Additionally, summary judgment is appropriate only if the moving party "shows that there is no genuine dispute as to any material fact and the [moving party] is entitled to judgment as a matter of law." Fed.R.Civ.P. 56(a). A party may support or refute that a material fact is not disputed by "citing to particular parts of materials in the record" or by "showing that the materials cited do not establish the absence or presence of a genuine dispute, or that an adverse party cannot produce admissible evidence to support the fact." Fed.R.Civ.P. 56(c)(1). Rule 56 mandates entry of summary judgment "against a party who fails to make a showing sufficient to establish the existence of an element essential to that party's case." Celotex Corp. v. Catrett , 477 U.S. 317, 322 (1986).

In deciding whether there is a genuine issue of material fact, the evidence of the non-moving party is to be believed and all justifiable inferences must be drawn in favor of the non-moving party. See Anderson v. Liberty Lobby, Inc. , 477 U.S. 242, 255 (1986). However, "[o]nly disputes over facts that might affect the outcome of the suit under the governing law will properly preclude the entry of summary judgment. Factual disputes that are irrelevant or unnecessary will not be counted." Id. at 248.

The moving party has the burden of proving that summary judgment is appropriate. Once the moving party makes this showing, however, the opposing party may not rest upon mere allegations or denials, but rather must, by affidavits or other means permitted by the Rule, set forth specific facts showing that there is a genuine issue for trial. See Fed.R.Civ.P. 56(c), (e); Celotex Corp. , 477 U.S. at 322.

B. Defendants' Motion

The defendants argue that Mann's claims are barred by the statute of limitations. An assertion that a claim is barred by the applicable statute of limitations is an affirmative defense, see Fed.R.Civ.P. 8(c), and a motion to dismiss "generally cannot reach the merits of an affirmative defense, such as the defense that the plaintiff's claim is time-barred." Goodman v. Praxair, Inc. , 494 F.3d 458, 464 (4th Cir. 2007). Courts have also observed that because equitable tolling may depend on matters outside the pleadings, "it is rarely appropriate to grant a Rule 12(b)(6) motion to dismiss (where review is limited to the complaint) if equitable tolling is at issue." Huynh v. Chase Manhattan Bank , 465 F.3d 992, 1003-04 (9th Cir. 2006) (citing Supermail Cargo, Inc. v. United States , 68 F.3d 1204, 1206 (9th Cir. 1995)). As discussed below, equitable tolling is an issue in this case. Further, the defendants presented an affidavit declaration in support of their motion, to which Mann filed a sur-reply. Therefore, the court is treating the defendants' motion as one for summary judgment pursuant to Rule 56.[2] See Fed.R.Civ.P. 12(d).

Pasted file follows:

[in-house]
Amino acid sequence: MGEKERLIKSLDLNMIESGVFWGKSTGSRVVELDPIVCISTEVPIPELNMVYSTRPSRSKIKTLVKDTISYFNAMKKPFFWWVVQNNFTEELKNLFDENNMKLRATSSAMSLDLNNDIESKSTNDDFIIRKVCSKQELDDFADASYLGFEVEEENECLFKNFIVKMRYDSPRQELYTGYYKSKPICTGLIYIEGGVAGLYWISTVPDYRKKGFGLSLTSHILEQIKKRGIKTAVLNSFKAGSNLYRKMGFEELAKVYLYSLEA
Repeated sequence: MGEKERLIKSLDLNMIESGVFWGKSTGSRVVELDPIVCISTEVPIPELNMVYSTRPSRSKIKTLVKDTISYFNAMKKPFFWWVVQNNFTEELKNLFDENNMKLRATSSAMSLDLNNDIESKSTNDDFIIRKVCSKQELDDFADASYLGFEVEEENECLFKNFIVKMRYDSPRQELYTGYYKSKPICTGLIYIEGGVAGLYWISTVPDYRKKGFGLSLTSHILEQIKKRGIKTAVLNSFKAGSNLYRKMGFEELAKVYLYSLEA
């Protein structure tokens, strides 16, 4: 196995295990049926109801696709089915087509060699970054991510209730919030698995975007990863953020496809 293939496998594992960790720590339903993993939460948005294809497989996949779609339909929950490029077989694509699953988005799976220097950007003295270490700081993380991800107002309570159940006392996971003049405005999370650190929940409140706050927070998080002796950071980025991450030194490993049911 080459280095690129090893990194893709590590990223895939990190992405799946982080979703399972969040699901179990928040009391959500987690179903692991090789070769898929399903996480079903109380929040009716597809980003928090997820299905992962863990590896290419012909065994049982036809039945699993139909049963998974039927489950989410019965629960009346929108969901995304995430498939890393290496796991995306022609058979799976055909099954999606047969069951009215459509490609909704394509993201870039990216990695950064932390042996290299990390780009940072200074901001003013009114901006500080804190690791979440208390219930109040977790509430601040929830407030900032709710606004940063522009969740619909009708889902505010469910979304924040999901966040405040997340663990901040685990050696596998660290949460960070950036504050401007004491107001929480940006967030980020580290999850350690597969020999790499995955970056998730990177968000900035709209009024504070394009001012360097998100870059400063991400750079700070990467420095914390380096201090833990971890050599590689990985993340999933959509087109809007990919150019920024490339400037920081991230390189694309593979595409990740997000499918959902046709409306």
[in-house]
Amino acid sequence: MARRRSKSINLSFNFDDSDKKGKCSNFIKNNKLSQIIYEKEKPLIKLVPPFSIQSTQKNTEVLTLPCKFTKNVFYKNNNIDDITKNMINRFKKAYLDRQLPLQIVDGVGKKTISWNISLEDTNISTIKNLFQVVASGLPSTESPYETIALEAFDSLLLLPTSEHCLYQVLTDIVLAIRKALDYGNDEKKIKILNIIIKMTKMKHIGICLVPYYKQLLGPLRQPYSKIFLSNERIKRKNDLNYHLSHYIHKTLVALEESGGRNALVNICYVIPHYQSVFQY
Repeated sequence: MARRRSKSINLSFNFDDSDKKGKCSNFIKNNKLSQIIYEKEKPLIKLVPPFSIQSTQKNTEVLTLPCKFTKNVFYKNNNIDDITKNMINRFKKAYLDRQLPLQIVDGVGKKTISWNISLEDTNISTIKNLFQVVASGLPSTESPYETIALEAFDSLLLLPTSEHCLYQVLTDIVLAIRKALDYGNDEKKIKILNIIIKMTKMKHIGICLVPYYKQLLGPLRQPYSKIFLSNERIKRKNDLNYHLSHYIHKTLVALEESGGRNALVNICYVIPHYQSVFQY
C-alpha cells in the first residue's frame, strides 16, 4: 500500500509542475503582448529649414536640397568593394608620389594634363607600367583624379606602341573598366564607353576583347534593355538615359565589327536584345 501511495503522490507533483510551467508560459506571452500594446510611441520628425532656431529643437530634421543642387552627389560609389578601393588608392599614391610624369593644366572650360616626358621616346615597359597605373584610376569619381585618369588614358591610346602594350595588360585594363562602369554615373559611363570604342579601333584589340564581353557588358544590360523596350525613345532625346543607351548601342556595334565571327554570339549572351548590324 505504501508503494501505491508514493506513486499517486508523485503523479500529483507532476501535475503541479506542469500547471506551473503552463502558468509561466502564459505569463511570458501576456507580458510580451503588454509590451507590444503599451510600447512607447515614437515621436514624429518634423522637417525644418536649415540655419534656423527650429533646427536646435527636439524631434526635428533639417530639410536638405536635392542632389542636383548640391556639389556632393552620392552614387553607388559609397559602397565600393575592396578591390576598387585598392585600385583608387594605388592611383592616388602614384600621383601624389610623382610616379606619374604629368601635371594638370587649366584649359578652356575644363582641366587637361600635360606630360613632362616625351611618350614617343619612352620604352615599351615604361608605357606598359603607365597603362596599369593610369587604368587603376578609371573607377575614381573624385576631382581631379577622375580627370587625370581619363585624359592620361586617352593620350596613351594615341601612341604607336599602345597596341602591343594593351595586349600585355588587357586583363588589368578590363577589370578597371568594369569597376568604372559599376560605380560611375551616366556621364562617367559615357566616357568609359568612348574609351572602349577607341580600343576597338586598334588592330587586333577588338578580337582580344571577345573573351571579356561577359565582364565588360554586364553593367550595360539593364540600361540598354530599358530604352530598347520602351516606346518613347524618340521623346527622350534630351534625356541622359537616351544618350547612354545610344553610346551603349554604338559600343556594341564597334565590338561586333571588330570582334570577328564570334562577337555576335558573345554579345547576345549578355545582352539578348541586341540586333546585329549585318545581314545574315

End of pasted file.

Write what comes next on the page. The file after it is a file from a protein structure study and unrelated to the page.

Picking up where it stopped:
The applicable statute of limitations for a § 1983 claim arising in South Carolina is three years. See Owens v. Okure , 488 U.S. 235 (1989); S.C. Code Ann. § 15-3-530(5). The defendants' alleged use of excessive force purportedly occurred on March 20, 2011. (ECF No. 1 at 2-3.) The instant Complaint was signed on April 17, 2014, received in the prison mailroom on April 22, 2014, and filed on April 24, 2014-more than three years after the alleged incident took place. See Houston v. Lack , 487 U.S. 266 (1988) (stating that a prisoner's pleading was filed at the moment of delivery to prison ...